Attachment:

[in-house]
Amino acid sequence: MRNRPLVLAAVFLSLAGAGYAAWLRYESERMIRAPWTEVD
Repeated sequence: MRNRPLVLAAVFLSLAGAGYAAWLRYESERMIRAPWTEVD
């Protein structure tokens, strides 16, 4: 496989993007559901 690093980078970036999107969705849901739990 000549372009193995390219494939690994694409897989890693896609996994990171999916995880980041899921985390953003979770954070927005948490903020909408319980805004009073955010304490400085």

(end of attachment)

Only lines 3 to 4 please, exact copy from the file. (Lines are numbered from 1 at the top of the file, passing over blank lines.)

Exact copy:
Repeated sequence: MRNRPLVLAAVFLSLAGAGYAAWLRYESERMIRAPWTEVD
């Protein structure tokens, strides 16, 4: 496989993007559901 690093980078970036999107969705849901739990 000549372009193995390219494939690994694409897989890693896609996994990171999916995880980041899921985390953003979770954070927005948490903020909408319980805004009073955010304490400085």